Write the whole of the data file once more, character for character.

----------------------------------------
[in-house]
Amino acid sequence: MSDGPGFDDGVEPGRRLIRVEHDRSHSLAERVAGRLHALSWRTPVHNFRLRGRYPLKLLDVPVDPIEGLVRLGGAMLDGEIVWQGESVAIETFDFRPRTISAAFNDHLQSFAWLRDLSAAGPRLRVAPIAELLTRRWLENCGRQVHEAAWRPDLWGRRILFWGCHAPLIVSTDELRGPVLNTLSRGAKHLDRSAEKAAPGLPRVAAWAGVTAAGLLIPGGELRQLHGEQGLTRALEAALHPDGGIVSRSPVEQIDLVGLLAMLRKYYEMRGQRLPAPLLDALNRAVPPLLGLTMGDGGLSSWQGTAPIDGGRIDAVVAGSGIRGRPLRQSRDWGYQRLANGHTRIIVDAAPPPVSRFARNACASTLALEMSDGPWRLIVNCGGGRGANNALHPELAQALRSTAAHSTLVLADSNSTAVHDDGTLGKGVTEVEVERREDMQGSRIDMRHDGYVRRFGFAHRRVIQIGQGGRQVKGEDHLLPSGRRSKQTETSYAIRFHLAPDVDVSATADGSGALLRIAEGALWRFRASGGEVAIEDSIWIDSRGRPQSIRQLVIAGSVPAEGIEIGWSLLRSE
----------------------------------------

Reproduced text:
[in-house]
Amino acid sequence: MSDGPGFDDGVEPGRRLIRVEHDRSHSLAERVAGRLHALSWRTPVHNFRLRGRYPLKLLDVPVDPIEGLVRLGGAMLDGEIVWQGESVAIETFDFRPRTISAAFNDHLQSFAWLRDLSAAGPRLRVAPIAELLTRRWLENCGRQVHEAAWRPDLWGRRILFWGCHAPLIVSTDELRGPVLNTLSRGAKHLDRSAEKAAPGLPRVAAWAGVTAAGLLIPGGELRQLHGEQGLTRALEAALHPDGGIVSRSPVEQIDLVGLLAMLRKYYEMRGQRLPAPLLDALNRAVPPLLGLTMGDGGLSSWQGTAPIDGGRIDAVVAGSGIRGRPLRQSRDWGYQRLANGHTRIIVDAAPPPVSRFARNACASTLALEMSDGPWRLIVNCGGGRGANNALHPELAQALRSTAAHSTLVLADSNSTAVHDDGTLGKGVTEVEVERREDMQGSRIDMRHDGYVRRFGFAHRRVIQIGQGGRQVKGEDHLLPSGRRSKQTETSYAIRFHLAPDVDVSATADGSGALLRIAEGALWRFRASGGEVAIEDSIWIDSRGRPQSIRQLVIAGSVPAEGIEIGWSLLRSE